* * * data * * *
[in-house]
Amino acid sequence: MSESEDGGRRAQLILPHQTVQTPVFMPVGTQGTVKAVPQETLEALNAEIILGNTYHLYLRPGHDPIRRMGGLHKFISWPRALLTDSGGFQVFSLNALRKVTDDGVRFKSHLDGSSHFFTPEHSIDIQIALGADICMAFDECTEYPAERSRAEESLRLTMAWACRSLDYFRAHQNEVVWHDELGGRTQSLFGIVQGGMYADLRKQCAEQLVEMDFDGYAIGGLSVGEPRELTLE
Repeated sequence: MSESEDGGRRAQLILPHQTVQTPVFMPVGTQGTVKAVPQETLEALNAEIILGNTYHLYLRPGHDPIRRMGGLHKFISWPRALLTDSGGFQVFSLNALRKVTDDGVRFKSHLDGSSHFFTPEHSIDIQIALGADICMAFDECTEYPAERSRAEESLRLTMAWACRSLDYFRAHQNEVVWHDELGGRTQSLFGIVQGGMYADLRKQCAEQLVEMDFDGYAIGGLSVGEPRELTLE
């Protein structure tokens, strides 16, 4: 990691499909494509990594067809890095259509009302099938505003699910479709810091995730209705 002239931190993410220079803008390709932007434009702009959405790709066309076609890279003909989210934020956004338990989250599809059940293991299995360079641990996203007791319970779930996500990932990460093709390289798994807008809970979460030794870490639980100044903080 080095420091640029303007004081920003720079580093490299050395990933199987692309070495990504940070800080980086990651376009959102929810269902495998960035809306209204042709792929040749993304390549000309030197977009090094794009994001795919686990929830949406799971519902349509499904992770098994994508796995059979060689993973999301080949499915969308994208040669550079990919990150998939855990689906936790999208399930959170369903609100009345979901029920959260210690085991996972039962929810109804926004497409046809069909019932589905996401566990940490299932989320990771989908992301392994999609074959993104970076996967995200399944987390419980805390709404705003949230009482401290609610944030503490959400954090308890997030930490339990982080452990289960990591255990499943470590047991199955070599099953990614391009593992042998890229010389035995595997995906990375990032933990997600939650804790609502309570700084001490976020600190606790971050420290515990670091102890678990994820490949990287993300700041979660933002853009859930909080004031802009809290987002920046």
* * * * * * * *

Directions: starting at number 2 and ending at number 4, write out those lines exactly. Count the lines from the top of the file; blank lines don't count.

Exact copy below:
Amino acid sequence: MSESEDGGRRAQLILPHQTVQTPVFMPVGTQGTVKAVPQETLEALNAEIILGNTYHLYLRPGHDPIRRMGGLHKFISWPRALLTDSGGFQVFSLNALRKVTDDGVRFKSHLDGSSHFFTPEHSIDIQIALGADICMAFDECTEYPAERSRAEESLRLTMAWACRSLDYFRAHQNEVVWHDELGGRTQSLFGIVQGGMYADLRKQCAEQLVEMDFDGYAIGGLSVGEPRELTLE
Repeated sequence: MSESEDGGRRAQLILPHQTVQTPVFMPVGTQGTVKAVPQETLEALNAEIILGNTYHLYLRPGHDPIRRMGGLHKFISWPRALLTDSGGFQVFSLNALRKVTDDGVRFKSHLDGSSHFFTPEHSIDIQIALGADICMAFDECTEYPAERSRAEESLRLTMAWACRSLDYFRAHQNEVVWHDELGGRTQSLFGIVQGGMYADLRKQCAEQLVEMDFDGYAIGGLSVGEPRELTLE
């Protein structure tokens, strides 16, 4: 990691499909494509990594067809890095259509009302099938505003699910479709810091995730209705 002239931190993410220079803008390709932007434009702009959405790709066309076609890279003909989210934020956004338990989250599809059940293991299995360079641990996203007791319970779930996500990932990460093709390289798994807008809970979460030794870490639980100044903080 080095420091640029303007004081920003720079580093490299050395990933199987692309070495990504940070800080980086990651376009959102929810269902495998960035809306209204042709792929040749993304390549000309030197977009090094794009994001795919686990929830949406799971519902349509499904992770098994994508796995059979060689993973999301080949499915969308994208040669550079990919990150998939855990689906936790999208399930959170369903609100009345979901029920959260210690085991996972039962929810109804926004497409046809069909019932589905996401566990940490299932989320990771989908992301392994999609074959993104970076996967995200399944987390419980805390709404705003949230009482401290609610944030503490959400954090308890997030930490339990982080452990289960990591255990499943470590047991199955070599099953990614391009593992042998890229010389035995595997995906990375990032933990997600939650804790609502309570700084001490976020600190606790971050420290515990670091102890678990994820490949990287993300700041979660933002853009859930909080004031802009809290987002920046």